The Art of Writing, the Fear of the Lord: Rethinking Armenian Networks of Spiritual, Cultural, and Linguistic Exchange during the Early Modern Period

Saturday, January 8, 2011: 11:50 AM
Harvard Room (Marriott Boston Copley Place)
Michael Pifer , University of Michigan-Ann Arbor, Ann Arbor, MI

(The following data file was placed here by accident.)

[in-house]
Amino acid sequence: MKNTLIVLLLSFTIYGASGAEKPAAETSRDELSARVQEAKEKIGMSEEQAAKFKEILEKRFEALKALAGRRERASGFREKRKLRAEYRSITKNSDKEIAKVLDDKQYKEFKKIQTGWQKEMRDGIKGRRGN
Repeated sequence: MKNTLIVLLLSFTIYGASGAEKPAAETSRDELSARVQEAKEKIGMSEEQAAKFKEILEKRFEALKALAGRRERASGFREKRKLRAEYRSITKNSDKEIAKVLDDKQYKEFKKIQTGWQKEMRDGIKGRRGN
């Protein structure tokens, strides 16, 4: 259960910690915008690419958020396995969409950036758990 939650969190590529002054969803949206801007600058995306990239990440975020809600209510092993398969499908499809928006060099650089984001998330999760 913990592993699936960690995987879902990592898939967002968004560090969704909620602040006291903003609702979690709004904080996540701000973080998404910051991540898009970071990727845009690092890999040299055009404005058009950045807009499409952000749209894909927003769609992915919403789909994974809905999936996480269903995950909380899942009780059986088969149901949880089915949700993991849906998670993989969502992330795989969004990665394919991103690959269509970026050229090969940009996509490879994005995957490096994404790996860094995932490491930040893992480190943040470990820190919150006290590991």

The rise of Armenian printing during the early modern period witnessed not only an explosion of knowledge and a redefinition of the role of language among the polycentric nodes of Armenian diasporic communities, but also facilitated an increased awareness about the networks of communication between those communities. The circulation of knowledge, which catalyzed a new mode of intellectual and spiritual interaction between a vastly diverse body of Armenians, scattered across Europe, Anatolia, the Middle East and India helped to define the very linguistic and cultural horizons wherein Armenian settlements were geographically delineated. Proper maintenance of—and even more importantly, control over—these networks of circulation of missionaries, codices, and merchants increasingly became a battle that was fought not only over the book market, but also over the physical boundaries of a conceptual diasporic whole itself. In my brief paper, I will attempt to fill a lacuna in Armenian Studies by demonstrating how these different networks of communication were collapsed into one another during the early modern period, bringing about a new epistemological framework for understanding the diverse constellation of Armenian settlements across the globe.